>..yep. That’s the Army for ya. Aaron will be delayed from when we thought he was coming home. At first I was super ticked off because 1) Korea is the biggest Army fail, ever, and 2) I have way too many expectations of things that are not in my control… Hmm. I wonder why I keep having opportunities to learn this lesson. Annnnnd I’m pretty sure I jinxed it…

After I got everything out, and maybe some choice words escaped my mouth, I realized that this actually will work out better. We will have less time at home before we leave, but we have a lot to do so we won’t be pulled in five million directions and driving all over central Illinois to see people. This is not a vacation; this is preparing for a cross-country move. Now that it’s getting closer, I’m starting to realize that I need to take it more seriously. At some point we will be living under the same roof, in the same country, and even, are you ready for this? in the same time zone.

Today I worked out our budget in case we didn’t get an advance on our moving money. I went ahead and budgeted in money for spending in case we could go to Highland Games, which is now the weekend before the arrival date. Now, we can use that money to spend a couple nights at our favorite hotel to have some alone time before everything breaks loose and to also celebrate our anniversary.

Last year we celebrated early, and the year before we celebrated it late in a nasty Econolodge in Pit-of-Hell, Missouri, after Basic Training graduation. (The town was actually called St. Robert; I added my own colorful moniker. Sorry if there was any confusion.) It’s seriously been a year since we’ve had even one whole day to ourselves.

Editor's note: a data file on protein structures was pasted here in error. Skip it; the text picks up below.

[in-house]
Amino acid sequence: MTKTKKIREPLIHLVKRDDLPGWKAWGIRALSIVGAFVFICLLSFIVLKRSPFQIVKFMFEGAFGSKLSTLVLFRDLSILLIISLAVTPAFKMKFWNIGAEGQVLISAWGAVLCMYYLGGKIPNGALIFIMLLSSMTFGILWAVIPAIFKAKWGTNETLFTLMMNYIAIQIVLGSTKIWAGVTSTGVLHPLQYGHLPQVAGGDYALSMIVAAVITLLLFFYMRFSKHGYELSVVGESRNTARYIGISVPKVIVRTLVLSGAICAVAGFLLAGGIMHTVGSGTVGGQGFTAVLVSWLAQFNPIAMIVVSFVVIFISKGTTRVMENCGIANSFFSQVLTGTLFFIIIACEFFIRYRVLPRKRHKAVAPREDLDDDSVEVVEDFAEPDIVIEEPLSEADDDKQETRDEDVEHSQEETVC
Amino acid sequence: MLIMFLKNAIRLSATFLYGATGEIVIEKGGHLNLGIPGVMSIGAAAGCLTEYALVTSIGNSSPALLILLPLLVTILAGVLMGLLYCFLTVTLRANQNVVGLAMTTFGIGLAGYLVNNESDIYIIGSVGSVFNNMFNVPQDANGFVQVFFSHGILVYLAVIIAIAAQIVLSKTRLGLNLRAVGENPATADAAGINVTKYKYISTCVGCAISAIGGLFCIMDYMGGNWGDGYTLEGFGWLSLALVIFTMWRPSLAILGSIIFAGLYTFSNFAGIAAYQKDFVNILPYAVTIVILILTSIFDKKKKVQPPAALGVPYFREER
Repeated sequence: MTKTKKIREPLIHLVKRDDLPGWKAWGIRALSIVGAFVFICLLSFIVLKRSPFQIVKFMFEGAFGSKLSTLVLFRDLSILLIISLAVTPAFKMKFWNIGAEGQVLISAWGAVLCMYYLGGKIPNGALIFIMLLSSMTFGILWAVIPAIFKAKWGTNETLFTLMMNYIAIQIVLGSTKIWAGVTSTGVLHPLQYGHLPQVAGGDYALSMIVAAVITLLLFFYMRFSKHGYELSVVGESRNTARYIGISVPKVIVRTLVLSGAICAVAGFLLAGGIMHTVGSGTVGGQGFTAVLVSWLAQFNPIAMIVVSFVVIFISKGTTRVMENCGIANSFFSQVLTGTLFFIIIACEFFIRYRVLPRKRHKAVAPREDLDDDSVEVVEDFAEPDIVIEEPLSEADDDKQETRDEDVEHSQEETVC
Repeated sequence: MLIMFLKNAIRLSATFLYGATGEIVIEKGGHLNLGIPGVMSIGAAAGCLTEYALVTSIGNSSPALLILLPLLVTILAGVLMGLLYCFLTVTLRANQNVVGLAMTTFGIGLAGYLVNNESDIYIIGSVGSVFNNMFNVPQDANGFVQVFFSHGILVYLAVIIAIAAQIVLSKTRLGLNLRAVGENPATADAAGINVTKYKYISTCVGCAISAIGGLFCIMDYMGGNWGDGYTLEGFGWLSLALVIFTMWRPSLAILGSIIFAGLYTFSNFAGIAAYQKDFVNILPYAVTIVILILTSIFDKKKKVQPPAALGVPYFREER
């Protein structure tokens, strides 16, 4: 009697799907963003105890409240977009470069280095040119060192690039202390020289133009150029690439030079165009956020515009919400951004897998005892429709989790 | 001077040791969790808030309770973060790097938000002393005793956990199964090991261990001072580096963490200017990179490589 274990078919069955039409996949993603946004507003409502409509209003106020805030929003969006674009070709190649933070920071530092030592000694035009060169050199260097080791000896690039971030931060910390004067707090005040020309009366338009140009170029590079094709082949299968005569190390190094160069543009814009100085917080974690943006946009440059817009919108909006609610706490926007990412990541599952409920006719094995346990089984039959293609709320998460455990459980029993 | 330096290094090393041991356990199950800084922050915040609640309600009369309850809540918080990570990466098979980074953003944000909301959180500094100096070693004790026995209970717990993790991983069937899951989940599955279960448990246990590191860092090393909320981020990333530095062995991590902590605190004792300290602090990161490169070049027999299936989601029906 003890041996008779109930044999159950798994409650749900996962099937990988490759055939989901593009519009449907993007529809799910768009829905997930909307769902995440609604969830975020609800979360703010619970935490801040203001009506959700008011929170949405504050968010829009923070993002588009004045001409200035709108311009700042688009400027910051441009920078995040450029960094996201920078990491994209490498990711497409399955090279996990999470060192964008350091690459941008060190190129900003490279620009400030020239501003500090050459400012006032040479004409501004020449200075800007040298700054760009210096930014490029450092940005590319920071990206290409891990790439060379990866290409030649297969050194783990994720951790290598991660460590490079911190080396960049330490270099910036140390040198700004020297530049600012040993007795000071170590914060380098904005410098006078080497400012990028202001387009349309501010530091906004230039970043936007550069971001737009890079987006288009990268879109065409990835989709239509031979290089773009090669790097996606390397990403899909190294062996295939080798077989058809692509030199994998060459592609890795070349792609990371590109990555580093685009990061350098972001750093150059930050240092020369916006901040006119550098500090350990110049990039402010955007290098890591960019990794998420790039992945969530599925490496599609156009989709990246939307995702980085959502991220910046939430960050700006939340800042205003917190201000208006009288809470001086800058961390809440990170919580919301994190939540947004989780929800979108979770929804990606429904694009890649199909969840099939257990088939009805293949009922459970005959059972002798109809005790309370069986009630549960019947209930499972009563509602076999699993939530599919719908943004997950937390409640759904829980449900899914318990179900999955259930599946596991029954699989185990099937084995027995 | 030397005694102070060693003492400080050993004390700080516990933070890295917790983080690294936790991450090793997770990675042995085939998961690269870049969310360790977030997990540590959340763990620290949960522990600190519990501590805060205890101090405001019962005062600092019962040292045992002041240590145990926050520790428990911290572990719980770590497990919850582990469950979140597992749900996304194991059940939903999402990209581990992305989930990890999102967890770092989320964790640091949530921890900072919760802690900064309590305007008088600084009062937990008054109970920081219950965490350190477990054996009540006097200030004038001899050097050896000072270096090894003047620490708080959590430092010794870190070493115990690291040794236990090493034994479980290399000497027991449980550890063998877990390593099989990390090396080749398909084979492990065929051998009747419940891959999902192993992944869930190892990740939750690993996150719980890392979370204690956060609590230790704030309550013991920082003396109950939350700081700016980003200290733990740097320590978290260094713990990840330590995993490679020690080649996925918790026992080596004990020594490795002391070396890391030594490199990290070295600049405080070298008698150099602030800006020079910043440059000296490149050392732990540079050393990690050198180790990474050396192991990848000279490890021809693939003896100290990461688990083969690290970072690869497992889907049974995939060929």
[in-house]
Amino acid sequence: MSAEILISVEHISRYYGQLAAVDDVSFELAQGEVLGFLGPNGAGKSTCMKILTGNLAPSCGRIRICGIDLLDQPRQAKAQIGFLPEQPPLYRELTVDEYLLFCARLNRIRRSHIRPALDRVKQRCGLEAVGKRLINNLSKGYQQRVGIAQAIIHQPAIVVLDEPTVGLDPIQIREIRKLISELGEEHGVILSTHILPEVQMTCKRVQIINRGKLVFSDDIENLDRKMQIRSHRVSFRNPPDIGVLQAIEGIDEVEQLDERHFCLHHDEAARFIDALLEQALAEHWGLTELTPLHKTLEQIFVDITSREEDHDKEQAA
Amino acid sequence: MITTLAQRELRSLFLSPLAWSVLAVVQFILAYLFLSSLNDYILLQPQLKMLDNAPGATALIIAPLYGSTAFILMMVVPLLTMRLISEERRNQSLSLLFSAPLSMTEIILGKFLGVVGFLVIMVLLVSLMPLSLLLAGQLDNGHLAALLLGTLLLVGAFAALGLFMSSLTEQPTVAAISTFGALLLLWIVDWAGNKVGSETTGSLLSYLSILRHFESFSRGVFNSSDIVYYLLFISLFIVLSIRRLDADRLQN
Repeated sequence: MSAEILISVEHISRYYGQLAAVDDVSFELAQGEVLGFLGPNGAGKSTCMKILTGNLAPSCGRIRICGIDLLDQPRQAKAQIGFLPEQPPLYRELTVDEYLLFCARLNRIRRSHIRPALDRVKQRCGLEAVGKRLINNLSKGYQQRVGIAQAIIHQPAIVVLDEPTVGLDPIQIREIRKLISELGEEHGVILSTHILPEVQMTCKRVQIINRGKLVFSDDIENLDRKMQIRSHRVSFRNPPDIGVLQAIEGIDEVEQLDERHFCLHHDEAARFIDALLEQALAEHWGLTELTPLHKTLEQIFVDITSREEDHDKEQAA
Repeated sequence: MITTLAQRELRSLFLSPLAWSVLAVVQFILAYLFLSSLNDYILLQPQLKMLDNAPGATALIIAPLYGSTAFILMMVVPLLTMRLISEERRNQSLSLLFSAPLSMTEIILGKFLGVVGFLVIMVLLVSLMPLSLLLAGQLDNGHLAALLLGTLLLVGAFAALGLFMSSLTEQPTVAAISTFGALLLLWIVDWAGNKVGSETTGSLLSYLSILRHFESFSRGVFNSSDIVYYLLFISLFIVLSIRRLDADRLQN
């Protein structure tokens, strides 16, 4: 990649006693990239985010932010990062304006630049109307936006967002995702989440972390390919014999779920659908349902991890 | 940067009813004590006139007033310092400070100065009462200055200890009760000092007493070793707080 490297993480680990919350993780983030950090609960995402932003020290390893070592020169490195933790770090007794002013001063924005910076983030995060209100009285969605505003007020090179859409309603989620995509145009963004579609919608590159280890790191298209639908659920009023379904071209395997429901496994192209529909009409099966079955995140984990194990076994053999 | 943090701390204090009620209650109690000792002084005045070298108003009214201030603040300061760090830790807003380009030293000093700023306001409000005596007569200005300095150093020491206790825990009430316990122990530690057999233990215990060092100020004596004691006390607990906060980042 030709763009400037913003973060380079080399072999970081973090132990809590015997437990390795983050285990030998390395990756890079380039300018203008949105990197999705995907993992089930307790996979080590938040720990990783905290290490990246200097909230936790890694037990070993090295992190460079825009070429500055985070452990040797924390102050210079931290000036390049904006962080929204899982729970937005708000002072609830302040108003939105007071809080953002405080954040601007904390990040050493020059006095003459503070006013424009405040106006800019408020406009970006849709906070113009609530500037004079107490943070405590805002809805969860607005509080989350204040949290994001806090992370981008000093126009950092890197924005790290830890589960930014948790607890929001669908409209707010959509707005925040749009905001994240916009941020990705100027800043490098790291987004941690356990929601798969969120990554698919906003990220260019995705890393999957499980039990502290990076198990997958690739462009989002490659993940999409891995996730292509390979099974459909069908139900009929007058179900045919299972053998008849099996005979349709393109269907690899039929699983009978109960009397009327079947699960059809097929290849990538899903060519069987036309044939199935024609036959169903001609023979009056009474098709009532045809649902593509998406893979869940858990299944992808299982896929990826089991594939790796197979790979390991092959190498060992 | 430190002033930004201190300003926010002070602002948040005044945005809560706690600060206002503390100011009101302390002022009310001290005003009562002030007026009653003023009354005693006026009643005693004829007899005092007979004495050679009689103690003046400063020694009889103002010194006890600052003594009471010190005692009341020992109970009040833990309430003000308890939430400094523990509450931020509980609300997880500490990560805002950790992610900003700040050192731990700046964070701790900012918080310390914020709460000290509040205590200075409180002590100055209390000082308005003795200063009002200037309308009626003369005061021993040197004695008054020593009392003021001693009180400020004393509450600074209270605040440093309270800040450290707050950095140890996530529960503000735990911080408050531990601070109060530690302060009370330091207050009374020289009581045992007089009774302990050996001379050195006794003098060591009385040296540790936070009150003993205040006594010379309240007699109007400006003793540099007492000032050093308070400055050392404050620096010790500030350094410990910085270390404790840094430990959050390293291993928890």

I really try to not complain about the Army and its shenanigans. I know that we knowingly chose this lifestyle and all that comes with it. Living this way does afford many things that are a huge blessing, like housing that’s paid for, great health insurance, and guaranteed paychecks (unless of course, certain people don’t feel like paying our military….). Aaron has had great training that will benefit him long beyond his military service.

I’m ready to get this show on the road.

>Uncertainty is not always a bad thing.

>We have our lives mapped out for us, even before we’re born. Our parents dream about what activities we’ll be in, who our friends might be, what schools we’ll go to. Then we grow up and start planning our own lives. Sometimes we resort to certain decisions because of a lack of no choice, but in the end things work out for good.

Although I may complain (me, never!) about the Army and all the uncertainties (and bullcrap) it’s brought, it’s just what we I needed to get off my overachieving, anticipating every moment high horse. We have five more years of this lifestyle, and more likely than not, he won’t reenlist. I am totally okay with that. Like, totally.

The best thing, though, is that I have no idea what will be happening when those five years are up. I mean, I have some ideas… have a child of our own, adopt a child, travel, buy a lovely house on the side of a mountain with a view of a lake and a hot tub on the deck and a library room with thousands of books and a baby grand adjacent to the dining room…. yeah. Or not. I have said before that we have felt a call to be missionaries, somewhere, sometime.

But right now, we don’t know where, and we don’t know when. We aren’t even sure if our mission field will be extended internationally. Honestly, it’s what I’m praying and hoping for, but who knows. I’ve learned in the past eight months or so that it’s not up to me.

And I embrace that. I love that in our covenant with God, we have total freedom to dream big dreams, and even in our uncertainty, He knows all things and is completely sovereign. Amazing, really, how it all fits together.